OPEC holds firm despite growing market anxiety
Concern about the impending loss of Iranian oil and the perception that major producers cannot — or will not — adequately fill the ensuing gap in the market sent crude prices to nearly 4-year highs as US President Donald Trump has again publicly taken OPEC to task for not reining in prices.
OPEC’s de facto leader, Saudi Arabia, pushed back at Trump’s rhetoric: Riyadh said it would only boost production as it sees fit, citing a relatively balanced global supply and demand market.
Oil prices jumped nearly 2% following a September 23 meeting of OPEC and independent producers in Algiers that resulted in no announcement about increasing output beyond what the two dozen members of the cartel agreed to in June, when OPEC and its non-member allies said they would increase oil production by up to 1 million barrels per day (bpd).
Ahead of the Algeria gathering, Trump repeated a familiar refrain, tweeting on September 20: “We protect the countries of the Middle East, they would not be safe for very long without us and yet they continue to push for higher and higher oil prices! We will remember. The OPEC monopoly must get prices down now!”
Following the Algiers meeting, the price for UK benchmark crude Brent briefly hit $82.55 per barrel — a level not seen since November 2014 — and US benchmark crude West Texas Intermediate traded at more than $72 a barrel. The same day, Trump, addressing the UN General Assembly, blasted OPEC for “ripping off the rest of the world” by keeping global oil prices elevated.
Trump, deeply worried about a potential congressional power shift after US midterm elections on November 6, had been pressing Saudi Arabia to help boost oil output to lower American petrol prices ahead of the elections. However, Trump’s resumption of oil export sanctions on Iran, which take effect November 4, has been a key underlying factor in sustaining oil prices at higher levels.
The Trump administration introduced its first set of new sanctions on Tehran in August, including restricting the purchase of US dollar banknotes and trade in gold and sales of some metal products. It is the second round in November, however, that is expected to sting the most for Iran. Just how much of Iran’s crude exports will be halted and how quickly are unknown and that uncertainty is causing unease in the oil market.
Though the Trump administration has declared its intention to reduce Iran’s revenue from its crude sales to “zero,” Washington realistically expects Tehran’s exports to be cut 30-50% — 700,000 to 1 million bpd from the current approximately 2.1 million bpd.
In Algiers, OPEC President and UAE Oil Minister Suhail Mohamed al-Mazroui pointedly said: “OPEC is not a political organisation and does not succumb to political pressures.” Also speaking at the September 23 gathering, Russian Oil Minister Alexander Novak argued that “the sanctions and trade wars imposed by some powers will have an effect on the global economy and therefore on the oil market,” a clear reference to US sanctions on Iran and Russia and the escalating US-China trade war.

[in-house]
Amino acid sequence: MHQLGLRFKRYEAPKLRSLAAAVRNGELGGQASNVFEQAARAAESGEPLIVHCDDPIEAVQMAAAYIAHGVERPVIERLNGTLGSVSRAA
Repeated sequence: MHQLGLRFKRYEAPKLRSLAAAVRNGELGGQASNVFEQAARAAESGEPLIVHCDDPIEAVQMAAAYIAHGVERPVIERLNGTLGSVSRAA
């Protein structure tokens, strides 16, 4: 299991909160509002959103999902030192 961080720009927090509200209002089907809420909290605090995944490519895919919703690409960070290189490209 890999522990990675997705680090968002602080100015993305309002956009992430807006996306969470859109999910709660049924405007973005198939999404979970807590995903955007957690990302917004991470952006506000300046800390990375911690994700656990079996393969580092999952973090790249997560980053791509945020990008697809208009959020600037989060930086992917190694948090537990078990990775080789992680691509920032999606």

Saudi Oil Minister Khalid al-Falih said the oil market appeared balanced and sufficiently supplied and claimed that OPEC members had provided extra supplies to the market in the last three months to account for reduced Iranian crude exports. He said any increase in Saudi production levels would be in response to customer demand and not the result of efforts to influence prices.
Falih emphasised that the kingdom’s surplus oil production capacity was 1.5 million bpd, which he said could be tapped into within days or weeks and reiterated a recurring official Saudi talking point: “The market is what determines the oil prices.”
Riyadh appeared to have been supportive of accommodating Trump’s desire for lower oil prices ahead of the US midterm elections but after temporarily shelving plans for the initial public offering of Saudi Aramco and no longer envisioning oil prices of $90-$100 a barrel to push up the value of the state energy firm, the Saudi government may well have found its sweet spot at $80 per barrel.
Some oil analysts doubt Saudi and Russian claims to have sufficient sustainable spare production capacity to meet demand if as much as 1 million bpd of Iranian crude disappears from the market. In addition, political and economic crises in Venezuela and Libya could further erode global crude supplies.
Not surprisingly, these concerns are prompting analyst expectations of $90-$100 per barrel in 2019, which could cause demand to collapse and trigger worldwide economic repercussions.